"Matière et Systèmes Complexes"
Mercredi 9 mai 2007 à 11h30
Bâtiment Condorcet, 4ème étage, salle 454 A.
Genomic DNA is divided into chromosomes, each consisting in a single huge nucleosomal fiber hierarchically supercoiled, making chromatin the physiological template for DNA
metabolism in eukaryotic cells. Indeed, it is now well-acknowledge that the structure and dynamics of this macromolecular complex plays a critical role in all processes DNA
undergoes, including replication, transcription, recombination and repair. To understand how this works in vivo, one needs to integrate the many regulatory mechanisms at all
Hence, from “free” linear DNA (sequence level) to compact protein-DNA complexes that form interphasic chromosome territories, numerous events occur that each depend on
various constraints (mechanical, topological, electrostatic) and interactions with numerous proteins in a multiscale interconnected control network.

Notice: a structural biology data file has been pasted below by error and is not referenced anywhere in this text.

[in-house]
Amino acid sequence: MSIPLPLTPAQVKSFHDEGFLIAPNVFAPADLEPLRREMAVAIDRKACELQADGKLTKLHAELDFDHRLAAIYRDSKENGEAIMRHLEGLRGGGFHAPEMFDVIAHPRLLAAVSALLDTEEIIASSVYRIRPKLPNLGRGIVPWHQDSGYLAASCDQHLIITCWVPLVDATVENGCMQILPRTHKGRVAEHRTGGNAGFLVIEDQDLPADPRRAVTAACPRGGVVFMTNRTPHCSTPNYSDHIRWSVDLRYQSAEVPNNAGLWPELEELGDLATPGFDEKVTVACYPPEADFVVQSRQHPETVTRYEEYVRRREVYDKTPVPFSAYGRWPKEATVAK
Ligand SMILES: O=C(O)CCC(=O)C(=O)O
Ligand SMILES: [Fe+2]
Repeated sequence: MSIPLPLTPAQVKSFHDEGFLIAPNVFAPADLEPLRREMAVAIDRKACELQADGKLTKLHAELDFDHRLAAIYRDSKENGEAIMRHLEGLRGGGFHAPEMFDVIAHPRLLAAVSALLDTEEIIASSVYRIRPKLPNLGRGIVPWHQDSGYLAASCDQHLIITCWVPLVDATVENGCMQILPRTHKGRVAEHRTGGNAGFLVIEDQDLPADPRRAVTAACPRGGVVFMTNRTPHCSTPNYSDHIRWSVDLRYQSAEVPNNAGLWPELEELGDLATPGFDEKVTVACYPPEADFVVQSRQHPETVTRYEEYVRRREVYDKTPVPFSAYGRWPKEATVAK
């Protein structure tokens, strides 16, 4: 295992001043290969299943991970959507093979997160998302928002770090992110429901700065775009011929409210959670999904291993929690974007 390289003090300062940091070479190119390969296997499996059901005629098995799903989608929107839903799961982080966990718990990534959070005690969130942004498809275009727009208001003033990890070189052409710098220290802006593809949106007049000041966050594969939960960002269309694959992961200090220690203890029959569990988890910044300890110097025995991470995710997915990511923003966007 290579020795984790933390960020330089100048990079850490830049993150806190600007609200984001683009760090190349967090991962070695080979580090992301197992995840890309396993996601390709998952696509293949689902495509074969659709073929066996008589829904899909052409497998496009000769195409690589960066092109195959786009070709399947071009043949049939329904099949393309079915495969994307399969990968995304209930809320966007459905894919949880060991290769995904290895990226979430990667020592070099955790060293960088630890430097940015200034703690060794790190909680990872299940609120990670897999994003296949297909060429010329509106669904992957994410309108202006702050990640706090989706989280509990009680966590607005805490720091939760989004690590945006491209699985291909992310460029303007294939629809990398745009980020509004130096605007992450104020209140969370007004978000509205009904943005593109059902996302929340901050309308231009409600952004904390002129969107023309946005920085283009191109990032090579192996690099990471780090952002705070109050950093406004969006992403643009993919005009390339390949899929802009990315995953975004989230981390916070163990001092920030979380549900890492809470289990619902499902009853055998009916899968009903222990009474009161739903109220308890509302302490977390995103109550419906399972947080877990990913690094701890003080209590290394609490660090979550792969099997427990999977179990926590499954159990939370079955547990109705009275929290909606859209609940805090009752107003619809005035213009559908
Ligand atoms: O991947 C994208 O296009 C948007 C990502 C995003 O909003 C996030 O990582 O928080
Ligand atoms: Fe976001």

The aim of this talk is to discuss some mechanistic aspects of transcription and recombination in a chromatin context. I will more particularly show recent data
we got using a "single molecules" approach, either to visualize (electronic and atomic force microscopy) or manipulate (magnetic tweezers) DNA/protein complexes.
Some preliminary results from current projects we are carrying on remodeling factor RSC and recombinase rad51 will also be presented.